What it all comes back to is the idiosyncratic psychology of Barack Obama, who is probably the most elusive president since Woodrow Wilson. (The 28th president was such an enigma that Sigmund Freud— yes, that guy—co-authored a psychological study of him). Part of it is that Obama keeps the entire world, outside of his family and a few close friends like Valerie Jarrett, at a middle distance. There is an odd democracy to this since Obama ignores major Democratic donors in the same even-handed way that he neglects Senate committee chairmen.

Obama is unusual in politics—and here Republicans make a valid point—in his apparent refusal to be awed in the presence of billionaires. Unlike the Clintons and the Romney-Ryan ticket, Obama is not a devout believer in the gospel of wealth. As a Democratic fund-raiser, quoted in the Politico e-book, says about the president, “He doesn’t understand the rich. He’s an intellectual elitist, not an economic one.”

In Pennsylvania yesterday, Ryan disapprovingly cited Obama’s recent line, “If you’ve got a business, you didn’t build that. Somebody else made that happen.” The president was trying to make the political point that all types of government spending, from schools to roads, contribute to the success of any American business. The Republicans, though, are willing to go to battle over this point with the same enthusiasm they chanted, “Drill, baby, drill” in 2008. The political theme for Tuesday—the second day of the GOP convention—is “We Built That.”

Unlike most clashes in this campaign, this debate over the role of government in the creation of wealth and new businesses reflects abiding differences between the Democratic and Republican tickets as well as competing philosophies. As Mayer summarizes in the New Yorker, “Obama continues to see economic success as the result of many factors beside individual effort, and, consequently, he may be less awed by wealth than others.”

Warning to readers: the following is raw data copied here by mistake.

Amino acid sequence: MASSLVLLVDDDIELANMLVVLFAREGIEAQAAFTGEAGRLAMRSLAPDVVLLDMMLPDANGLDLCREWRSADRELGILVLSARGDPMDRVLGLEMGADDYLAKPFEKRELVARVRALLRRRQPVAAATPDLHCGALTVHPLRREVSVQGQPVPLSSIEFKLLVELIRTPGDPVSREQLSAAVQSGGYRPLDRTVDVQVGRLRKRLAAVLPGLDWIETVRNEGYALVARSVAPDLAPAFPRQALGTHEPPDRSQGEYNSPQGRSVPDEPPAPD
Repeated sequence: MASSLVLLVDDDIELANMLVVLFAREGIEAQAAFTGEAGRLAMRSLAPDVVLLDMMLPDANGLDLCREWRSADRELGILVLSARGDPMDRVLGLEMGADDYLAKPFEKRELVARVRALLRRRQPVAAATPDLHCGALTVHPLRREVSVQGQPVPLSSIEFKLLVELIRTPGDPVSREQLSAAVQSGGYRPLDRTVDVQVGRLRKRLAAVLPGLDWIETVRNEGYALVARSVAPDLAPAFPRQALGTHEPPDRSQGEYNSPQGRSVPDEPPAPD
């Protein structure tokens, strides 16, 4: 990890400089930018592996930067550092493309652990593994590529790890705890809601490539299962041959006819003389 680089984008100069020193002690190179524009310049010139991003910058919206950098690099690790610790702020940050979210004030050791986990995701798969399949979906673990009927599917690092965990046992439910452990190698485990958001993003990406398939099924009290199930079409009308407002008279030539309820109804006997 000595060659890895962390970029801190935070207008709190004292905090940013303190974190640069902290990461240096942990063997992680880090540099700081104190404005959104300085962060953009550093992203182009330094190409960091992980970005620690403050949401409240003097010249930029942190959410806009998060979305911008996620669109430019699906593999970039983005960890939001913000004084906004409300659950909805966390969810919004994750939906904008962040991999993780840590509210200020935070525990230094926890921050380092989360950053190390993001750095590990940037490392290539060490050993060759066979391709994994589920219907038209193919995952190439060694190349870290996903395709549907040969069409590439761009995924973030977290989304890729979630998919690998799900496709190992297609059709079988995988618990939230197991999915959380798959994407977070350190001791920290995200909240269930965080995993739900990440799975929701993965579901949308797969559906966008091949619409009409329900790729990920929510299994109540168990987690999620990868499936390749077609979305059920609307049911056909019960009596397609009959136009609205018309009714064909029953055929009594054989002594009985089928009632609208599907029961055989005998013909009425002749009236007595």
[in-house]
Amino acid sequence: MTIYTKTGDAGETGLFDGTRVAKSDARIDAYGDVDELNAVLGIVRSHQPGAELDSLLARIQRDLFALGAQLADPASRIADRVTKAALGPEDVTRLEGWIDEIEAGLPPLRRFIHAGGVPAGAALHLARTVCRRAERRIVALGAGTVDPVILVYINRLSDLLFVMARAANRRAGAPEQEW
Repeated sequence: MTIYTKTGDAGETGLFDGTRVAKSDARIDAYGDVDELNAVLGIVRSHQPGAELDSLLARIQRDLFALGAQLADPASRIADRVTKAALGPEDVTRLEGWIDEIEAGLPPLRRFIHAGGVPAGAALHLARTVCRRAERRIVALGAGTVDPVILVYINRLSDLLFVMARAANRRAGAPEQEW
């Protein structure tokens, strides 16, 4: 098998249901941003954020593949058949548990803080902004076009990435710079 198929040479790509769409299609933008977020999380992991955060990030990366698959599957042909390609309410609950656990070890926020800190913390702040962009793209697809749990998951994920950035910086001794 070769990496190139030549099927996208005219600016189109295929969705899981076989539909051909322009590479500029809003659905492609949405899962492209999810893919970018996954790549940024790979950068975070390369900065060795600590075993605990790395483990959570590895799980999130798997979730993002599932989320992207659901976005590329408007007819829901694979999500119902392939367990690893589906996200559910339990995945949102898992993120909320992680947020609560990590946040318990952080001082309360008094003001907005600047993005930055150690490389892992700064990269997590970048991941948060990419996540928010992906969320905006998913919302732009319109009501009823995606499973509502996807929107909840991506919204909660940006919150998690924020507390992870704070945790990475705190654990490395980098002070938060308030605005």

Campaign reporters, though, comprise a class that is awed by wealth in politics. The Politico e-book calls Obama’s failure to initially encourage Democratic super PAC spending the president’s biggest mistake of the campaign. Mayer shrewdly worries about the effects of the anything-goes culture of unlimited campaign donations (the new world in the wake of the Citizens United Supreme Court decision) on the 2016 presidential race when there may be no incumbent on the ballot.

While lamenting the thumb-on-the-scales powers of billionaires like Adelson in politics, I skeptically wonder if the heavy emphasis on the rival TV ad campaigns in this year’s Obama-Romney race is not exaggerated. With two conventions and three presidential debates, voters in swing states will go to the polls with a vast arsenal of information beyond the contents of 30-second attack ads.

Maybe, in fact, Obama will be proved right in his hesitation to offer homage to Democratic donors with yachts and four vacation homes. Of course, the president’s steadfast reluctance to schmooze-you-can-use with everyone else in politics may speak to a far deeper problem about using the full powers of the White House to govern.